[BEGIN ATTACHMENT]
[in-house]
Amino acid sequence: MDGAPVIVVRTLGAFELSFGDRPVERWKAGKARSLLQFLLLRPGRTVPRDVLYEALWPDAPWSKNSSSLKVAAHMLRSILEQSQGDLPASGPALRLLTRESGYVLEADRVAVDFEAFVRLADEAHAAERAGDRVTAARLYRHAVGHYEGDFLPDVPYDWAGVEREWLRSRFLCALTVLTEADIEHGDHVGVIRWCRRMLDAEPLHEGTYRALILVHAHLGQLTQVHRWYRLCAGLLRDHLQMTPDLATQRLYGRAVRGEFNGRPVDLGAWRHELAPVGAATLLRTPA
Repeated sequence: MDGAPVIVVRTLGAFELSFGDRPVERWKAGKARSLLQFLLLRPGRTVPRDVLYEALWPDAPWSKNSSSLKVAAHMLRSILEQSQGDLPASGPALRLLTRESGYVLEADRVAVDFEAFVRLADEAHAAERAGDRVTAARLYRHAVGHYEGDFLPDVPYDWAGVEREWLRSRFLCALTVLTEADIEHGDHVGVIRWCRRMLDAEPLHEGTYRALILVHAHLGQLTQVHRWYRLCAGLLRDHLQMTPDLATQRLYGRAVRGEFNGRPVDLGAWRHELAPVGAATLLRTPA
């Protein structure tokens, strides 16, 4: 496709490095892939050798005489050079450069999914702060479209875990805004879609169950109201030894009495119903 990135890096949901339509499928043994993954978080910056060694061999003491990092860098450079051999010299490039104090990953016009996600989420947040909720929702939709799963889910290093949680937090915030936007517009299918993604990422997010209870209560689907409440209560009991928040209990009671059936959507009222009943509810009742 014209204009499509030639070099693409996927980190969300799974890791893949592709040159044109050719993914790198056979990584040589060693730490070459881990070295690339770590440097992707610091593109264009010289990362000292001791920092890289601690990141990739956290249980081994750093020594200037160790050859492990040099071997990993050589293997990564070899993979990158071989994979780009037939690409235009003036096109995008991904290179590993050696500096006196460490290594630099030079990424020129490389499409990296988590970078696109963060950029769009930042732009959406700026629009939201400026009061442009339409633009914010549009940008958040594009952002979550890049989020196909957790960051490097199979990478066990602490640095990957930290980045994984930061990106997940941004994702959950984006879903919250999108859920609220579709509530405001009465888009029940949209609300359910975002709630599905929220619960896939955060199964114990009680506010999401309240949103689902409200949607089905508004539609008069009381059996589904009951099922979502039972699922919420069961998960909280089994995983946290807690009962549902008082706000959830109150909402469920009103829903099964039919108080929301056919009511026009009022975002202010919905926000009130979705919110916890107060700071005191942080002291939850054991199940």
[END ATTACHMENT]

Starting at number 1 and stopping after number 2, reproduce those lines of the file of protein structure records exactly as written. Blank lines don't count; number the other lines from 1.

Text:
[in-house]
Amino acid sequence: MDGAPVIVVRTLGAFELSFGDRPVERWKAGKARSLLQFLLLRPGRTVPRDVLYEALWPDAPWSKNSSSLKVAAHMLRSILEQSQGDLPASGPALRLLTRESGYVLEADRVAVDFEAFVRLADEAHAAERAGDRVTAARLYRHAVGHYEGDFLPDVPYDWAGVEREWLRSRFLCALTVLTEADIEHGDHVGVIRWCRRMLDAEPLHEGTYRALILVHAHLGQLTQVHRWYRLCAGLLRDHLQMTPDLATQRLYGRAVRGEFNGRPVDLGAWRHELAPVGAATLLRTPA